Checking in at number 48 on our consensus ranking is Brandon Wheat Kings centre Stelio Mattheos. A former bantam superstar and first overall WHL bantam draft pick, Mattheos has reinvented himself as a two-way centre since joining the major junior ranks.
- Age: 17 – June 14th, 1999
- Birthplace: Winnipeg, MB, CAN
- Frame: 6’1″/194 lbs
- Position: C
- Handedness: Right
- Draft Year Team: Brandon Wheat Kings (WHL)
A strong center with size and plays a strong two-way game…a powerful skater who generates impressive speed north-south… has a very strong stride and sound technique that allows him to push the pace of a rush…possesses decent hand-skills, and is very powerful on the puck making him tough to knock off possession…drives the net hard and is a near impossible load to stop when he comes trucking down the ice…has a real solid shot with quick release that he can make an impact on the scoresheet with…a real workhorse on the ice, getting in hard on the forecheck, taking good angles to pucks and pressures defenseman…battles hard along the wall and proves to be a difficult player to out battle…comes back hard defensively and knows his role in his own end…supports his teammates…a nice complimentary winger who brings some skill and a healthy amount of sandpaper.
Bill Placzek, DraftSite.com:
An offensive star in the lower tiers, he is trying to turn himself into more of a power forward. Displays a great shot but his goals come in the feet around the goal where he pounces on rebounds. He is a good player in traffic, and can battle past contact with the puck on his stick. A decent wall player who extends possessions with physicality. Can put the power move on defenders using his shoulder to get wide and around defenders. The hope teams will have is that he rebuilds his scoring prowess from the lower tiers and is able to round out to an around threat in the attack zone.
Marshall Mackinder, HockeyNow:
Stelio Mattheos is relishing his time as a top-six forward on Brandon after a thirty-point rookie season and a Memorial Cup birth. He uses his balance to fend off defenders on the outside as he powers himself to the net. Keeps play alive until the whistle blows with a determined effort along the boards and always finishes his checks. Keeps his feet moving through traffic with a quick, compact and powerful stride. Puts all his weight into his shot and hides his release well. Has rounded his game into an effective two-way forward and plays a full 200-foot game. A real competitive centreman who is not afraid to block shots and win the loose puck battles.
Mattheos is as versatile a player as you’ll find in this year’s draft, playing up and down the lineup for the Brandon Wheat Kings. He was originally tapped to play in a shutdown role in Brandon, but found himself playing on the wing at times alongside presumptive first overall pick Nolan Patrick. Upon Patrick’s injury, Mattheos took on the role of the team’s #1 centre and performed admirably, finishing the season with 61 points in 69 games.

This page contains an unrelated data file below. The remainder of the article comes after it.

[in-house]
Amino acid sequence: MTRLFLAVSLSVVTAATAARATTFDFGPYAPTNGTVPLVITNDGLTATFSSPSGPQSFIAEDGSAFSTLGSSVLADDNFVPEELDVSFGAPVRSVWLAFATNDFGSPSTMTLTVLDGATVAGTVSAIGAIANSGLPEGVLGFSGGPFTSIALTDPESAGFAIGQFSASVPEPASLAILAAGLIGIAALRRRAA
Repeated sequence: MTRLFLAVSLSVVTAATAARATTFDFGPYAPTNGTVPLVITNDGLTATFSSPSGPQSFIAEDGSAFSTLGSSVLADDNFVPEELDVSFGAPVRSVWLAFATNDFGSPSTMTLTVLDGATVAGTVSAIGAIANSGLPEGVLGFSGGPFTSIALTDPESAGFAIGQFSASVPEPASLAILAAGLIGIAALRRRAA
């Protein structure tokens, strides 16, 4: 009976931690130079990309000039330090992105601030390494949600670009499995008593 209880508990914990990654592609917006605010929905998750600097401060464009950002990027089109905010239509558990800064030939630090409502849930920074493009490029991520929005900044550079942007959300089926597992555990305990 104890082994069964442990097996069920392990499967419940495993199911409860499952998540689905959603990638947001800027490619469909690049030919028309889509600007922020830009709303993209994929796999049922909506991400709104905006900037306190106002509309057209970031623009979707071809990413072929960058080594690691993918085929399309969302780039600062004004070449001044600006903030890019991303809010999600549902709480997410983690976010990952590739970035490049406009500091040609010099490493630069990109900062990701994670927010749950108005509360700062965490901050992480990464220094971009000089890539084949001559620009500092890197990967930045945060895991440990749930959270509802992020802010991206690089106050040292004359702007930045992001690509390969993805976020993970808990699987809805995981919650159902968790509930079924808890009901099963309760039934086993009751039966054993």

A tremendously unselfish player, Mattheos generates most of his offense from passes off the rush. The majority of Mattheos’ goals came from within a few feet of the net, where Mattheos was able to use his 6’1″ 194-pound frame and strength effectively to edge out opposing defensemen and tap in rebounds. When given time and space, Mattheos also has an accurate wrist shot that you’d like to see him make use of more frequently.
Mattheos lacks one elite skill, but he does everything well. He’s strong along the boards, responsible defensively, and has a quick skating stride. He’s been frequently lauded for his work ethic, something I can’t speak to, but seems to be backed up by his aggressive forechecking and willingness to go to the front of the net. If allowed to get up to top speed in the neutral zone, he is very difficult to knock off the puck.
When viewed through the lens of pGPS, Mattheos looks like great value relative to where he’s expected to be taken in this year’s draft. He carries an expected success percentage of 31.2%, with most of his successful cohorts carving out roles as third-line forwards. Based on the eye test, I’d say Mattheos has a better than average chance of clearing that bar. Mattheos’ closest successful statistical cohort is, interestingly, Jarome Iginla, though it should be noted that Iginla is far and away the most successful match on the list. Following just behind Iginla are Kris Versteeg and Cody Eakin, which sets far more realistic expectations for what to expect from Mattheos’ from a production standpoint. If Mattheos makes the NHL, it will most likely be as a third-line checking centre with a a bit of offensive upside and sandpaper in his game.